Suing the government for premises liability requires overcoming a number of legal hurdles. It is true that government entities do owe the public a reasonable duty of care on public property, and the government can be successfully sued when they fail in this duty and someone gets hurt.
However, claims against the government are often up against tighter timelines. In some states, claims have to be filed within just 30 days of the incident. You also generally have to provide proper notice to the government agency so that they can launch their own investigation. It’s only once the statutory timeline has passed for that investigation that you can actually file your lawsuit. And then from there, you may have to deal with the headache of sovereign immunity. The government does waive its sovereign immunity rights for a wide range of personal injury claims. However, if the injury stemmed from negligence related to a function of government that involved planning decisions and discretionary choices, the discretionary function exception may apply and the government could be immune from litigation.
Typically, if your claim is based on an act or omission of a government worker who exercised due care in executing a regulation of statute, the government won’t be liable. Further, the government generally isn’t liable if that government worker used discretion in his or job – regardless of whether that discretion was abused.
It can be a confusing concept if you aren’t familiar with the law and the precedent set by previous cases in your home state. That’s why only an experienced personal injury law firm should take your case.
Enter the case of Crider v. DeSoto County, recently before the Mississippi Supreme Court.
Plaintiff was visiting the county civic center for a high school graduation when she stepped in a hole that was obscured by grass. This happened while she was crossing a grassy area of the center to get to a car. As a result of her fall, she broke her ankle. She sued the county, alleging there was a failure to maintain the grassy area in a safe condition.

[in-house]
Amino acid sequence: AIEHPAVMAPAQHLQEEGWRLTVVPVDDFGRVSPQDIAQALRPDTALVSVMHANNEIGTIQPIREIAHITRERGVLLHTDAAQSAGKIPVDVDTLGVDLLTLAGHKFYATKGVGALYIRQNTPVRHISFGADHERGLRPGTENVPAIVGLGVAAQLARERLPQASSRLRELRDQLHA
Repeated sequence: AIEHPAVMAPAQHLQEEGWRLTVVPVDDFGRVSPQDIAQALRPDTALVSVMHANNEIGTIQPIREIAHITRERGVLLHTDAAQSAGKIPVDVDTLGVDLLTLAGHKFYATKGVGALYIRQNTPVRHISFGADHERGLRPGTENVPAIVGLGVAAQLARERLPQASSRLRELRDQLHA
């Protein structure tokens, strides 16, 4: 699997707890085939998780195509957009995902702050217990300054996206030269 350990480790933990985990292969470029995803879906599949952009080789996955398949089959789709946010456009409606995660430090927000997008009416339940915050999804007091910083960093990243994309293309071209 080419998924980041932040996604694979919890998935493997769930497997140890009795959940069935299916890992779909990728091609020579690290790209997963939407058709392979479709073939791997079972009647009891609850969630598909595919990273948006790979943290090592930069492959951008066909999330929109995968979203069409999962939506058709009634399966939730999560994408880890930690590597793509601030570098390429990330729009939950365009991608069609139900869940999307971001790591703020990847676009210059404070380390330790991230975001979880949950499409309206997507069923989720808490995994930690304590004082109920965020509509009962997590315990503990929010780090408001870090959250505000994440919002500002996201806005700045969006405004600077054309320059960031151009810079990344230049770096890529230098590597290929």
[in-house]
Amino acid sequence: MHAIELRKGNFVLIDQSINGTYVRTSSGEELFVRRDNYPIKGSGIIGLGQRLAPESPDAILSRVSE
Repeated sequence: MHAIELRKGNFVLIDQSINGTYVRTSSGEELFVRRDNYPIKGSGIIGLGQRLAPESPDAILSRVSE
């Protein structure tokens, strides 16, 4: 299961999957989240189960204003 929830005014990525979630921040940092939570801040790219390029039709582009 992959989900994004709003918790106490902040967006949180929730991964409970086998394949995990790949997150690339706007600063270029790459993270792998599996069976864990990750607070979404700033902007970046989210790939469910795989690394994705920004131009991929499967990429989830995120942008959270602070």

Defendant county moved for summary judgment, arguing that it was protected by discretionary function immunity. The trial court judge granted that motion, reasoning the discretionary exception applied because there was no state law that required the civic center to operate and further, plaintiff hadn’t asserted any statute or regulations that would removed defendant’s particuar actions or inactions from under the umbrella of discretionary function immunity.
Plaintiff appealed to the Mississippi Supreme Court. She argued the judge made a mistake by not applying the governmental/proprietary function test which precludes immunity. She also urged the court to overrule the decision it made in a 2014 case that would reinstate a two-part, public policy function test for ascertaining whether discretionary immunity applies. Finally, she argued even if there was government immunity, it was waived by the fact the county had secured liability insurance.
The court first noted it has repeatedly rejected claims that it should return to the two-part test that’s been adopted by the U.S. Supreme Court per the Federal Tort Claims Act, noting that the Mississippi Tort Claims Act is “materially different” in certain provisions. The court considered this fact settled, despite the “apocalyptic characterization” by the dissent (this was a divided opinion).
So the only question the court had left to decide was whether the circuit judge properly applied the requirements of previous case law to this one, and the court ruled that he did. The applicable test involves first considering the broad-level function to determine whether it’s discretionary or ministerial and then, the court takes a narrow look at the involved duties to ascertain whether there is any regulation or statute or some other binding directive that makes the duty ministerial. If there isn’t, then the duty is discretionary and the entity is immune.
If you are considering a personal injury lawsuit against a government agency, you should know that while it is indeed possible to win, you will need an experienced attorney to help you do it.
Contact the Carolina injury lawyers at the Lee Law Offices by calling 800-887-1965.
Crider v. DeSoto County, Aug. 11, 2016, Mississippi Supreme Court
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